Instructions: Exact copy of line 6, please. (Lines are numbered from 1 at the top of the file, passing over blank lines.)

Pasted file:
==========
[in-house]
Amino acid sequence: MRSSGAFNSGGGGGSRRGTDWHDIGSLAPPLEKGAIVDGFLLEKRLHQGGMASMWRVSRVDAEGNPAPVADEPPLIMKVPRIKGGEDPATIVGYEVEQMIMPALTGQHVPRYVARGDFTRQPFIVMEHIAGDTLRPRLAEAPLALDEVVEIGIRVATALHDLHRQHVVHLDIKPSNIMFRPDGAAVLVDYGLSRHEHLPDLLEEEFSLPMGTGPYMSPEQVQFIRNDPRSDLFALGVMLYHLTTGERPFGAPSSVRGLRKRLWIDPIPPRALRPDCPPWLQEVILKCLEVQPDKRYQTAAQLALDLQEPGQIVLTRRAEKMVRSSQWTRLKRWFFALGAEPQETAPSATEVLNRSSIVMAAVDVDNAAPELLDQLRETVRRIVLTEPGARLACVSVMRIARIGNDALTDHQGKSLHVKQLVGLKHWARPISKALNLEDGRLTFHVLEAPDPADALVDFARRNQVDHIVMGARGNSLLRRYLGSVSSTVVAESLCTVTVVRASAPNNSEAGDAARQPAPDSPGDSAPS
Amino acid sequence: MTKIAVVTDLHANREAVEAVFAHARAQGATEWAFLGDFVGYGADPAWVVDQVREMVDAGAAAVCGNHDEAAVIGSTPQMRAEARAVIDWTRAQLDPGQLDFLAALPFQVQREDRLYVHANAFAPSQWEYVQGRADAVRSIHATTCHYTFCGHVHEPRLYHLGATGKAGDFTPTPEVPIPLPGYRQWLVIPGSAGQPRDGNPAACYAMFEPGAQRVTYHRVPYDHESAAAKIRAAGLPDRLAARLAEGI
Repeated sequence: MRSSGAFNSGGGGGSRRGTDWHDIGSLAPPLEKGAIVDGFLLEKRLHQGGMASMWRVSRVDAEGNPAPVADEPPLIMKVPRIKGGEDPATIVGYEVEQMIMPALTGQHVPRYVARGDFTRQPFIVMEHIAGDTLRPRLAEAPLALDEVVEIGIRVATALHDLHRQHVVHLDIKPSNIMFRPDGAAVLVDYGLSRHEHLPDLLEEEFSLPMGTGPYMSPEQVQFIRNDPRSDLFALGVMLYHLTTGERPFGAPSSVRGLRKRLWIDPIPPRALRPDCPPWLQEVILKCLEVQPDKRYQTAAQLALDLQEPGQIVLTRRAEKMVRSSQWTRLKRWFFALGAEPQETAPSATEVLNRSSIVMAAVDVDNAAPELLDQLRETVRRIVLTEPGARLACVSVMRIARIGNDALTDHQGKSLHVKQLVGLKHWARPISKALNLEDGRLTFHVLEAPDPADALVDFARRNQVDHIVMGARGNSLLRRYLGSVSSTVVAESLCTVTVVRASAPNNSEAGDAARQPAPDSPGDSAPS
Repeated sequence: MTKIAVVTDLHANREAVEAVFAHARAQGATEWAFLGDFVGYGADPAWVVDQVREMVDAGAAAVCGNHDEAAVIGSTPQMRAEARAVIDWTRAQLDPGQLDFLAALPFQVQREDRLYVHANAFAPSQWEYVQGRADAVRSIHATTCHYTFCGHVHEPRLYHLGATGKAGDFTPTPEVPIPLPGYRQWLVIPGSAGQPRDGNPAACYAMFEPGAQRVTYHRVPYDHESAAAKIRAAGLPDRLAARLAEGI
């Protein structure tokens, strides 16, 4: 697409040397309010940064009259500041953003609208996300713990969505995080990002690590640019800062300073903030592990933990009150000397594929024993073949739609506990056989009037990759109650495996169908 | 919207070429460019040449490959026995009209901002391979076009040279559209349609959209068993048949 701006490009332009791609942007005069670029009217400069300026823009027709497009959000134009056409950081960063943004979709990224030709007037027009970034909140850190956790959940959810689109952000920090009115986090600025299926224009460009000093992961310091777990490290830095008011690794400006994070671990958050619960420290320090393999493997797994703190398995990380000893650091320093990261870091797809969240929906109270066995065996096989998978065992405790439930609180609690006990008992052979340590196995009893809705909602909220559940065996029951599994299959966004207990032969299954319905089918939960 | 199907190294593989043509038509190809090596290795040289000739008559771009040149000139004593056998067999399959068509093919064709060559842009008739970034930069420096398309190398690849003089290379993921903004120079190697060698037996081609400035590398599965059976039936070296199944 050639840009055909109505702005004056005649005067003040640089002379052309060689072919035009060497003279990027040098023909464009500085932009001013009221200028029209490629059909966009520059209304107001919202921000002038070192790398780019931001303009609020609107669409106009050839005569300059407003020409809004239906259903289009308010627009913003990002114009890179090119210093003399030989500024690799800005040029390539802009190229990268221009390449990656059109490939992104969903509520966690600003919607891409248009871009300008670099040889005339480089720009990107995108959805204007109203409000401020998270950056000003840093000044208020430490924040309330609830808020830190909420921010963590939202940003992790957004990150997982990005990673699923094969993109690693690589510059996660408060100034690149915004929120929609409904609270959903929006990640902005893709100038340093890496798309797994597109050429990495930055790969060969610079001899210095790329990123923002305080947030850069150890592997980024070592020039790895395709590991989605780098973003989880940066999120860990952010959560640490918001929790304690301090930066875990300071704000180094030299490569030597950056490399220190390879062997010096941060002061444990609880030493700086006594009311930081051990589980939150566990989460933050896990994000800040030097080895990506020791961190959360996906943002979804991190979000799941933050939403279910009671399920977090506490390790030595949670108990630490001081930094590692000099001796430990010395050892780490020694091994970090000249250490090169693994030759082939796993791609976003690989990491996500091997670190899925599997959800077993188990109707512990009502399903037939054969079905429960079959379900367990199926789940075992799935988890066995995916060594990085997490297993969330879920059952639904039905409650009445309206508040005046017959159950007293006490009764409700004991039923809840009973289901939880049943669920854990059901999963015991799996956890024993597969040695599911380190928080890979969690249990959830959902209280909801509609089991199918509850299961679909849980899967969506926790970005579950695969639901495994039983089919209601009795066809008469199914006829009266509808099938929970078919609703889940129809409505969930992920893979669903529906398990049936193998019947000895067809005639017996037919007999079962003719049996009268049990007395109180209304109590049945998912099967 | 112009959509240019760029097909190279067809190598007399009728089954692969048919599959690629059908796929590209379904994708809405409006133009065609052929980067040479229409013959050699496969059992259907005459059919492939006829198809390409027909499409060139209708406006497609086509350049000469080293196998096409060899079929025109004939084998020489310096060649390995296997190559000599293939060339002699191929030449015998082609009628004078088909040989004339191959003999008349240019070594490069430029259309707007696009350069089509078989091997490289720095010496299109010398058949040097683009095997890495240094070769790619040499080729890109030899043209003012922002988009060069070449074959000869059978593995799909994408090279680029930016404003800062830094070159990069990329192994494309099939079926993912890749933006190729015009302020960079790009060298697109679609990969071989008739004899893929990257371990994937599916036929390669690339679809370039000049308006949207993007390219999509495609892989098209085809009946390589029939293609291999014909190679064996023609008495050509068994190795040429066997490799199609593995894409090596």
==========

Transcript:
């Protein structure tokens, strides 16, 4: 697409040397309010940064009259500041953003609208996300713990969505995080990002690590640019800062300073903030592990933990009150000397594929024993073949739609506990056989009037990759109650495996169908 | 919207070429460019040449490959026995009209901002391979076009040279559209349609959209068993048949 701006490009332009791609942007005069670029009217400069300026823009027709497009959000134009056409950081960063943004979709990224030709007037027009970034909140850190956790959940959810689109952000920090009115986090600025299926224009460009000093992961310091777990490290830095008011690794400006994070671990958050619960420290320090393999493997797994703190398995990380000893650091320093990261870091797809969240929906109270066995065996096989998978065992405790439930609180609690006990008992052979340590196995009893809705909602909220559940065996029951599994299959966004207990032969299954319905089918939960 | 199907190294593989043509038509190809090596290795040289000739008559771009040149000139004593056998067999399959068509093919064709060559842009008739970034930069420096398309190398690849003089290379993921903004120079190697060698037996081609400035590398599965059976039936070296199944 050639840009055909109505702005004056005649005067003040640089002379052309060689072919035009060497003279990027040098023909464009500085932009001013009221200028029209490629059909966009520059209304107001919202921000002038070192790398780019931001303009609020609107669409106009050839005569300059407003020409809004239906259903289009308010627009913003990002114009890179090119210093003399030989500024690799800005040029390539802009190229990268221009390449990656059109490939992104969903509520966690600003919607891409248009871009300008670099040889005339480089720009990107995108959805204007109203409000401020998270950056000003840093000044208020430490924040309330609830808020830190909420921010963590939202940003992790957004990150997982990005990673699923094969993109690693690589510059996660408060100034690149915004929120929609409904609270959903929006990640902005893709100038340093890496798309797994597109050429990495930055790969060969610079001899210095790329990123923002305080947030850069150890592997980024070592020039790895395709590991989605780098973003989880940066999120860990952010959560640490918001929790304690301090930066875990300071704000180094030299490569030597950056490399220190390879062997010096941060002061444990609880030493700086006594009311930081051990589980939150566990989460933050896990994000800040030097080895990506020791961190959360996906943002979804991190979000799941933050939403279910009671399920977090506490390790030595949670108990630490001081930094590692000099001796430990010395050892780490020694091994970090000249250490090169693994030759082939796993791609976003690989990491996500091997670190899925599997959800077993188990109707512990009502399903037939054969079905429960079959379900367990199926789940075992799935988890066995995916060594990085997490297993969330879920059952639904039905409650009445309206508040005046017959159950007293006490009764409700004991039923809840009973289901939880049943669920854990059901999963015991799996956890024993597969040695599911380190928080890979969690249990959830959902209280909801509609089991199918509850299961679909849980899967969506926790970005579950695969639901495994039983089919209601009795066809008469199914006829009266509808099938929970078919609703889940129809409505969930992920893979669903529906398990049936193998019947000895067809005639017996037919007999079962003719049996009268049990007395109180209304109590049945998912099967 | 112009959509240019760029097909190279067809190598007399009728089954692969048919599959690629059908796929590209379904994708809405409006133009065609052929980067040479229409013959050699496969059992259907005459059919492939006829198809390409027909499409060139209708406006497609086509350049000469080293196998096409060899079929025109004939084998020489310096060649390995296997190559000599293939060339002699191929030449015998082609009628004078088909040989004339191959003999008349240019070594490069430029259309707007696009350069089509078989091997490289720095010496299109010398058949040097683009095997890495240094070769790619040499080729890109030899043209003012922002988009060069070449074959000869059978593995799909994408090279680029930016404003800062830094070159990069990329192994494309099939079926993912890749933006190729015009302020960079790009060298697109679609990969071989008739004899893929990257371990994937599916036929390669690339679809370039000049308006949207993007390219999509495609892989098209085809009946390589029939293609291999014909190679064996023609008495050509068994190795040429066997490799199609593995894409090596």